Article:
Mole Hill community garden, Vancouver
[Editor's note: This is the second of Steal This Idea!, an occasional series focusing on practical green solutions.]
The asphalt will crack and erupt, and green plants and vines will sprout forth.
No, this isn't my end of the world prophecy, this is about parking. Or gardening. Or both.
The street I live on has several apartment buildings and five houses. In other words, every person who lives on my street has underground parking or their own spot off the back lane. Yet the street is lined --choked -- with parked cars. What's the problem here? Or rather, what's the solution?
I am not usually one to advocate for another law -- in fact, I have considered running for office on a "One Bylaw Repealed Every Day" ticket. But, an easy way to free up space in our cities would simply be to require that if you have a parking spot on your property, you use it. Leave the public space for public use.
Mapping it out
So how much space is there, and what could we do with it? Google Maps shows my block is 850 feet long and a little quality time with a tape measure finds the distance between sidewalks is 41 feet, so in just one block we have 34,850 square feet to play with.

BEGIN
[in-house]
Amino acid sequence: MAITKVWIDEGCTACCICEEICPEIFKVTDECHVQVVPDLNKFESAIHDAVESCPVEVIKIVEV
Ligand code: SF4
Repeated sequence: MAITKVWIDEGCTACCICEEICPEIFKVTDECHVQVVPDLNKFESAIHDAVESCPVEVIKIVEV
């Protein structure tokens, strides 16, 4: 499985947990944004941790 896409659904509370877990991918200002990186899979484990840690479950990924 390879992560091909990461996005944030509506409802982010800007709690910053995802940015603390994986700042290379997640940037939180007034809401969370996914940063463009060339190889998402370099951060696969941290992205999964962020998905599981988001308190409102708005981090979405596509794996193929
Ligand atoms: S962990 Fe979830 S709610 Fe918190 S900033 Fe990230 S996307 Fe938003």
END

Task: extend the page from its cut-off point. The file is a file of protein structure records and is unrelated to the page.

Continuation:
First, let's make it a one-way street, one lane wide, with a couple of pullouts. This maintains access for emergency vehicles, taxis and mini-buses for wheelchairs. We could also throw four spots for visitors into each block. At one end we can put a half-court for basketball, street hockey, skateboarding or rollerblading so once again shouts of "Car!" will mean the players get a short break. For the rest of the block, I propose gardens. We have enough space left for 150 very nice garden plots, each about 3 by 4 metres, plus walkways.
Or, we could continue to enjoy the heat rising off the asphalt, with the rich visual stimulus of dented bumpers and the sound of car alarms.
Cleveland, Ohio is a hub of Asphalt Gardening, where planter boxes are put right on top of parking lots, separated from the polluted soil and oily road by a layer of wood chips. This would be a great way to try Garden Streets -- do a block or two, then a couple of years later rip up the asphalt and put roots down.
I happen to live in Vancouver, where the city council passed a motion to have 2010 new garden plots by 2010. A handy graph on the linked page shows there is not even a dream of actually achieving it, even though it is a pittance by some standards. (The city-state of Singapore, for example, produces 25 per cent of its own vegetables.)
So call me the answer to Vancouver City Hall's prayers because 2010 new garden plots is only 14 blocks of Garden Streets.
Could we start street gardening without a controversial bylaw to eliminate street parking? Sure. The city could run a newspaper ad explaining the idea and asking blocks to volunteer. Let the citizens do all the legwork of convincing their neighbours. Using bio-intensive gardening methods, my block could provide all the vegetables needed for 22 people, plus all the plant material needed to keep the soil productive -- no need for chemical fertilizers here.